In their analysis of the engagement, the candidate discusses the role of the individual in criminal courts, including persons on trial and solitary judges who are responsible for making the final judgement regarding the case. They also contextualize the role of the ICC with the Rome Statute and the problems encountered with nations that are not signers of the Rome Statute and therefore cannot be tried. Such comments successfully engage difficulties and contradictions of global politics at several levels, for which there could have been more discussion. While the candidate discusses some aspects of how the ICC functions, there is very little research here (and no reference to research), which makes some parts of the analysis unclear, especially as the student’s main engagement was not with the ICC.

Criterion D

Although the candidate makes some evaluative points about international law, the complexity of the large political issue deters a clear synthesis. The candidate’s treatment of the engagement and the political issue are in places disconnected: it is clear that there is a lot of information to include and connect, and the sheer size of the issue made it a difficult task of tying them together. The engagement would have benefitted from more in-depth engagement, as it is clear that the student is a keen and interested observer. The conclusion is disconnected and not fully developed.

Note: The engagement activity written reports (and corresponding engagements) reflect the specification of the Global politics Pilot guide (for examinations in May 2014). However, given that the task has evolved through the global politics pilot, the work was marked and commented against the engagement activity specification and assessment criteria of the final iteration of the course. Teachers should regard the samples with this information in mind and appreciate that their candidates are subject to the assessment requirements stated in the Diploma Programme Global politics guide.

Many written reports in the May 2014 session, as also reflected in these samples, did not include consistent referencing or in-text citations, but candidates considered it sufficient to include research consulted in a bibliography. Students must reference their sources in the text. This is a requirement of academic honesty, and must be paid particular attention to.

Sample C

Women’s Rights in Middle Eastern and North African Countries.

Criteria

Marks awarded

Marks available

Criterion A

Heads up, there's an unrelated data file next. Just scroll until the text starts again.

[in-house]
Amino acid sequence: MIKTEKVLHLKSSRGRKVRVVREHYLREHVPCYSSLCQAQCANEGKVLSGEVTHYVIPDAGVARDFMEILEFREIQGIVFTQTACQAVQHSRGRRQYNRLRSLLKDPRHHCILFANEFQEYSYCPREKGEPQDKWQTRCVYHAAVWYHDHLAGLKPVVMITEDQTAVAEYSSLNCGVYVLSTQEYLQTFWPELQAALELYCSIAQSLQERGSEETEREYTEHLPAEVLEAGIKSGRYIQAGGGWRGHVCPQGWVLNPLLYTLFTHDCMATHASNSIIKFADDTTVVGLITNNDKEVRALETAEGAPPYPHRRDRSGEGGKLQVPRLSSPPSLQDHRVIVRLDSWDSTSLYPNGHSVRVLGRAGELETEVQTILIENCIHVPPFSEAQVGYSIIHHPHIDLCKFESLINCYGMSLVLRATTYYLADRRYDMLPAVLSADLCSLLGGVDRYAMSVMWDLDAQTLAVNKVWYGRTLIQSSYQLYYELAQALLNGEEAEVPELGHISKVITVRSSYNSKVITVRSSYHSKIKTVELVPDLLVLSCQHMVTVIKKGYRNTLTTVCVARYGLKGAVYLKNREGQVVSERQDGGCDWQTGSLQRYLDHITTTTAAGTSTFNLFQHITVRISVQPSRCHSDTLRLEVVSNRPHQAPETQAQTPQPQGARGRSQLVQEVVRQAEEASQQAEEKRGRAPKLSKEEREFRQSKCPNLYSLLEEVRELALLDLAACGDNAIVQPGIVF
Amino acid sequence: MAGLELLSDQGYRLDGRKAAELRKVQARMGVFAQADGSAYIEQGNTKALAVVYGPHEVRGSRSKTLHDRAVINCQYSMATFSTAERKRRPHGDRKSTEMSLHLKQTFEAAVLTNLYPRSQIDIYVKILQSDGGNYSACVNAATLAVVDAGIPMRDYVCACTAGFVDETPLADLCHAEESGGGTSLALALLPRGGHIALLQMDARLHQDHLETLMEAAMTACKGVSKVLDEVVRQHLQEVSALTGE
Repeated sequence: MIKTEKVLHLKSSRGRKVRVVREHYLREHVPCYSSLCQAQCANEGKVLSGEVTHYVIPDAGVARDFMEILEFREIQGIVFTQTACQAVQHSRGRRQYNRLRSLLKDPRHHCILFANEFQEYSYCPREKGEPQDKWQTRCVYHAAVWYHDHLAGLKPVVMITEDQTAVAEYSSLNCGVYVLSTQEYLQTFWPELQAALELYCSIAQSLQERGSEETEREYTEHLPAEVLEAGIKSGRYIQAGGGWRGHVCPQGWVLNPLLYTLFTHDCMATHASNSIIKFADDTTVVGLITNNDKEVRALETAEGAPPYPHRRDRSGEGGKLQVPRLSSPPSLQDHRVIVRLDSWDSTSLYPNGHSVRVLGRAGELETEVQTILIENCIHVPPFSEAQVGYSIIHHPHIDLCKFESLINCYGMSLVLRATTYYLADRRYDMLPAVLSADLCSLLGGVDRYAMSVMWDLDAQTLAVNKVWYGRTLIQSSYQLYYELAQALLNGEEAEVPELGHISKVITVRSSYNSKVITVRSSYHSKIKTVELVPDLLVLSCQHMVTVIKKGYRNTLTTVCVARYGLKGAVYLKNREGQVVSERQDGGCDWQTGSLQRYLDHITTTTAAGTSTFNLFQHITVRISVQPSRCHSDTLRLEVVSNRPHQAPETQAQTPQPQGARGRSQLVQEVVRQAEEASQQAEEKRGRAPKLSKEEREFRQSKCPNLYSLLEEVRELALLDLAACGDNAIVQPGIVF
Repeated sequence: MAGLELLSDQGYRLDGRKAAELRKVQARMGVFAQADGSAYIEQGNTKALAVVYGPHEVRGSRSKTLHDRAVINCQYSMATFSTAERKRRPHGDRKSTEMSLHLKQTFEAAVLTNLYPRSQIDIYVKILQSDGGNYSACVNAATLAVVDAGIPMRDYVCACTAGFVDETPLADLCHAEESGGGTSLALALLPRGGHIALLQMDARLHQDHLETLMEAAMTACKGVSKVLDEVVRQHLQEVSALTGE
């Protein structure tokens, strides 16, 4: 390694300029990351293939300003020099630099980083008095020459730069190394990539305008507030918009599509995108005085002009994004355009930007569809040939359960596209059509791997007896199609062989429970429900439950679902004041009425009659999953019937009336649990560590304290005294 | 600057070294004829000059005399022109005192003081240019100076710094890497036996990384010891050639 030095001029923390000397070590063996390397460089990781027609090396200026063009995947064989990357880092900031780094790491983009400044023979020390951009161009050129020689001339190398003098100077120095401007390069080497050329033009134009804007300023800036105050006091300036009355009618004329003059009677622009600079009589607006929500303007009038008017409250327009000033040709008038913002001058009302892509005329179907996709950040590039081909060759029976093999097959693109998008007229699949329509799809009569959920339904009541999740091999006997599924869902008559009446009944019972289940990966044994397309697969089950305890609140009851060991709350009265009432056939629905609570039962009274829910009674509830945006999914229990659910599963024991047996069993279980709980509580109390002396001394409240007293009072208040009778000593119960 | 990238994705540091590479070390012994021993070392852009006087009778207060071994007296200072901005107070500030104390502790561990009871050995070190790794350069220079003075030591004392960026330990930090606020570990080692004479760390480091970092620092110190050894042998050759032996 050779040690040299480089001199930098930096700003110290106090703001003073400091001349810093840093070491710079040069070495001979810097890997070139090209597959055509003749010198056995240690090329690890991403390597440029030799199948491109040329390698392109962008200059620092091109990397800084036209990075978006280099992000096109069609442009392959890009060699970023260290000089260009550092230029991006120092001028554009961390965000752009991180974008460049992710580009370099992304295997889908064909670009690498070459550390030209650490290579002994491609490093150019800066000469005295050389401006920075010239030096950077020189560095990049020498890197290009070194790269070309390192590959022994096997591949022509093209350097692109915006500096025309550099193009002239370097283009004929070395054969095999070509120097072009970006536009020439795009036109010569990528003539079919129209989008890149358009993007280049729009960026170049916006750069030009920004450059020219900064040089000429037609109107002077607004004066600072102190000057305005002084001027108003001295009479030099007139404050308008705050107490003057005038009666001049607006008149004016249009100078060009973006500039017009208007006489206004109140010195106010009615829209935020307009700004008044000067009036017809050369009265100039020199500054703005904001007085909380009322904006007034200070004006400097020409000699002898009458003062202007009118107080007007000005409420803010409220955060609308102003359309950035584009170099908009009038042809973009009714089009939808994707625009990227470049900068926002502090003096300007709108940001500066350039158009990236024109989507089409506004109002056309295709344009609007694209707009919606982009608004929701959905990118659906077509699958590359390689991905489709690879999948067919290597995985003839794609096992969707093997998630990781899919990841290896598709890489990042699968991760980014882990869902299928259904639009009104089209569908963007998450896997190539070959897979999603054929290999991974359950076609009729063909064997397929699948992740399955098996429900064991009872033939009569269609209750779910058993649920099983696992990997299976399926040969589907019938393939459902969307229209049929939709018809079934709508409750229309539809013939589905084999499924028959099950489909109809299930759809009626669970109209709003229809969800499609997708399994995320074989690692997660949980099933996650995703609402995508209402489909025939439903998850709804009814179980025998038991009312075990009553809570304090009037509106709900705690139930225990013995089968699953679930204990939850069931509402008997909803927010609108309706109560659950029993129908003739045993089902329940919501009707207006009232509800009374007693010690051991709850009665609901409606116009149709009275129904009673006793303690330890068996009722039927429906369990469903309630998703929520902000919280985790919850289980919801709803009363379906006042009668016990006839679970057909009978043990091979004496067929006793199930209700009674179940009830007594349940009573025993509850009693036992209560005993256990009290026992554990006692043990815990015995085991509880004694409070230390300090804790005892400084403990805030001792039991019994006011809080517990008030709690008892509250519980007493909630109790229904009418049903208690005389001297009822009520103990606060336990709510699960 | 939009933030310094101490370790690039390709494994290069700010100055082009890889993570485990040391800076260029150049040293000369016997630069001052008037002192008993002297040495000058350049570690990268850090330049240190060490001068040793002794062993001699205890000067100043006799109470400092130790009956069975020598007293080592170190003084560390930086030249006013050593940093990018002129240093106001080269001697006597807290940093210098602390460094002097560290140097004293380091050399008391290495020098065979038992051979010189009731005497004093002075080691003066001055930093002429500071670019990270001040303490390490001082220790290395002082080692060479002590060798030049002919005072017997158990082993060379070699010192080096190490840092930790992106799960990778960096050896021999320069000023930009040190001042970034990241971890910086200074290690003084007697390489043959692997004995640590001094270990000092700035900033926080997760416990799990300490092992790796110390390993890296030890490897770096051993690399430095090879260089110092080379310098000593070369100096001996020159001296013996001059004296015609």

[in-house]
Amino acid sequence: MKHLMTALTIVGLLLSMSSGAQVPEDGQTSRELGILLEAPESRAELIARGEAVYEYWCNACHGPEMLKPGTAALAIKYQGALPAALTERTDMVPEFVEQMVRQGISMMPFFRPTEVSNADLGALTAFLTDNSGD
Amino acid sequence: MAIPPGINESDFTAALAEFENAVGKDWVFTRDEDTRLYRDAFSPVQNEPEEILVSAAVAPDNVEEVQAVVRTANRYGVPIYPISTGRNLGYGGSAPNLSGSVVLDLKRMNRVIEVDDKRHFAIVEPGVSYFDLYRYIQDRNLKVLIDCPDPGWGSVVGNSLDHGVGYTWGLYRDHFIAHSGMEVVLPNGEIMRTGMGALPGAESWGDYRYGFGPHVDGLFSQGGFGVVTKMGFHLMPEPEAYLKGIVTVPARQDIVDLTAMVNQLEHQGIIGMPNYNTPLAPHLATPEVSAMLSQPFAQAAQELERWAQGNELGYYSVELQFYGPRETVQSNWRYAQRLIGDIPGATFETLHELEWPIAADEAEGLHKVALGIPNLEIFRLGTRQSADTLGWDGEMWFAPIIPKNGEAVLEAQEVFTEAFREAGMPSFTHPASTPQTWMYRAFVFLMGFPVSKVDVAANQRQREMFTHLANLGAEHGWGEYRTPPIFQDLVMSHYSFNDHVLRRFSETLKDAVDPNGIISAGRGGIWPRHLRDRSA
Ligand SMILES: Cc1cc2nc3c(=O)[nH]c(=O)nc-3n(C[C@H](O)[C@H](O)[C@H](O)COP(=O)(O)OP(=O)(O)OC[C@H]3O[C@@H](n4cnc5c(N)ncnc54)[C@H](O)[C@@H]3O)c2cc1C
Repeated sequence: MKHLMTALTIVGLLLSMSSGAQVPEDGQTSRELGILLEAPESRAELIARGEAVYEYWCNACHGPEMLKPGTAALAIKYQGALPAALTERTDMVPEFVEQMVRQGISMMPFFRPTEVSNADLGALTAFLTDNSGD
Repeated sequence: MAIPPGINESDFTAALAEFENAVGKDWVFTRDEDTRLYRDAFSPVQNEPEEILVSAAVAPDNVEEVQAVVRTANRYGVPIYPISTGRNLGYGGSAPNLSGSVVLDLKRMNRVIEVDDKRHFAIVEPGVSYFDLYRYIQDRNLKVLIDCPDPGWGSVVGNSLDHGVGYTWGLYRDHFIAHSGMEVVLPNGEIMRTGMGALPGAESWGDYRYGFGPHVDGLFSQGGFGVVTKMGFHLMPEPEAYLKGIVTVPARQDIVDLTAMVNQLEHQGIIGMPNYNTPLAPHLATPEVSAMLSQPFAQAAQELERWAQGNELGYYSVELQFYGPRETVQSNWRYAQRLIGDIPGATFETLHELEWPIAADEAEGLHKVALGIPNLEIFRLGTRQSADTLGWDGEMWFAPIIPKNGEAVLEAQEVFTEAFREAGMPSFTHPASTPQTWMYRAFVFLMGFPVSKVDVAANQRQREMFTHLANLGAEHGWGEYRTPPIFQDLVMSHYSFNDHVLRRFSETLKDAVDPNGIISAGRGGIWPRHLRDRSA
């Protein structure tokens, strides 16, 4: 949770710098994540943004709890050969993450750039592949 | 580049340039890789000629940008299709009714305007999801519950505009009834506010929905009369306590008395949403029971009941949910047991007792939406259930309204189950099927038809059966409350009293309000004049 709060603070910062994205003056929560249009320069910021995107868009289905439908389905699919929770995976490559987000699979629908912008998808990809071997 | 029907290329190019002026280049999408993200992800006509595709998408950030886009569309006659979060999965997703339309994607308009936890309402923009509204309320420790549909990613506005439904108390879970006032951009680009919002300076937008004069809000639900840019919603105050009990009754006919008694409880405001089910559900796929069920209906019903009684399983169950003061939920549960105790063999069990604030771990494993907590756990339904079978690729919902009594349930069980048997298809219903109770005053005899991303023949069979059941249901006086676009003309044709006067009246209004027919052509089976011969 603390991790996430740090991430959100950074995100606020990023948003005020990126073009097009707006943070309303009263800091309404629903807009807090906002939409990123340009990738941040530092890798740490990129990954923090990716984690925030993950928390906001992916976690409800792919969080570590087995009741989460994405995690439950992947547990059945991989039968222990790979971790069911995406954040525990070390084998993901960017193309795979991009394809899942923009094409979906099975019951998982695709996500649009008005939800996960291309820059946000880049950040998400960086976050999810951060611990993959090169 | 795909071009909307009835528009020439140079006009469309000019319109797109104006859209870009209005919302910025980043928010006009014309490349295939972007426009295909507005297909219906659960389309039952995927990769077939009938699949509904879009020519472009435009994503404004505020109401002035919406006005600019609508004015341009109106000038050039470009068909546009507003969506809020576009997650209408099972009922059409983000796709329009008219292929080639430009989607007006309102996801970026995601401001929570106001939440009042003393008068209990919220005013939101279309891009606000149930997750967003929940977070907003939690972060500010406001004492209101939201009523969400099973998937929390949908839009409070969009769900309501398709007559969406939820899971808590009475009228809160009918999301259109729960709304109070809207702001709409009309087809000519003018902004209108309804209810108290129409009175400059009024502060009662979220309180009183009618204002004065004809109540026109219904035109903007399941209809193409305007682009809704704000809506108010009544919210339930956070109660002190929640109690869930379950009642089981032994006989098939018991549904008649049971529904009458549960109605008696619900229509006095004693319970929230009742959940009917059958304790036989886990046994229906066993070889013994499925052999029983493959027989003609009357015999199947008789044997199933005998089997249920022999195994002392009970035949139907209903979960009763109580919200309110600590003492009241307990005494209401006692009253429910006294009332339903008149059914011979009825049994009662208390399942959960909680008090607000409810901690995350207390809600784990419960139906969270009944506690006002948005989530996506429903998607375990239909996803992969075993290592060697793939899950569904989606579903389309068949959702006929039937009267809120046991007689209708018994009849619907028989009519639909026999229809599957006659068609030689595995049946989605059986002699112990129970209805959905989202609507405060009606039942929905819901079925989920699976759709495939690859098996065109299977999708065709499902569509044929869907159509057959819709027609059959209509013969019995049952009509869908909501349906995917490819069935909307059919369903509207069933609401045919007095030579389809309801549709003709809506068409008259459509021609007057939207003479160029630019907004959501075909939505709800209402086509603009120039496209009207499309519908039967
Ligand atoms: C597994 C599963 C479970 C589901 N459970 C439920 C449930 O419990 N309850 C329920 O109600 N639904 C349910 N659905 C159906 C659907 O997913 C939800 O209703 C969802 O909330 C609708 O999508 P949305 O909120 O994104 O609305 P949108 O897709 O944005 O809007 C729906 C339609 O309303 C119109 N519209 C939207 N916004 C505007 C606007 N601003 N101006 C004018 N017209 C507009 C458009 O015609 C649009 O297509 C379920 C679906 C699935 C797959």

3

4

Criterion B

2

4

Criterion C

4

6

Criterion D

3

6

Total marks

12

20

Examiner comments

Criterion A

The political issue, though wide, is clearly identified and reasons for its importance well-explained. There is a tie-in to the course content.

Criterion B

The candidate is interested in women’s rights in the MENA region and how they tie into human rights, human rights enforcement and other international organizations, particularly the European Union. However, the candidate’s engagement in the European Youth Parliament does not allow them to learn much about this issue, as although discussed at the simulation, the student’s experiential learning is more about political processes than about women’s rights in the MENA region.

Criterion C

The candidate gives many examples of how women’s rights are lacking in the MENA region in a rather descriptive fashion, but the report gets more analytical when they discuss some potential underlying reasons for the inequalities, as well as the limitations on outside actors’ (like the EU) ability to influence the situation. Because the issue is so broad, however, there is some confusion as to what the overall situation of women’s rights in the MENA region is and how it is developing. Research is limited (and largely unreferenced in the text).

Criterion D

An effective synthesis and evaluation is difficult due to the large scope of the political issue and the fact that the candidate’s engagement, though interesting in its own right, did not give them much analytical material directly tied to the political issue. Though the candidate attempts to cover much ground and does make interesting observations, balanced conclusions are lacking.

Note: The engagement activity written reports (and corresponding engagements) reflect the specification of the Global politics Pilot guide (for examinations in May 2014). However, given that the task has evolved through the global politics pilot, the work was marked and commented against the engagement activity specification and assessment criteria of the final iteration of the course. Teachers should regard the samples with this information in mind and appreciate that their candidates are subject to the assessment requirements stated in the Diploma Programme Global politics guide.

Many written reports in the May 2014 session, as also reflected in these samples, did not include consistent referencing or in-text citations, but candidates considered it sufficient to include research consulted in a bibliography. Students must reference their sources in the text. This is a requirement of academic honesty, and must be paid particular attention to.

Order now and get 10% discount on all orders above $50 now!!The professional are ready and willing handle your assignment.

ORDER NOW »»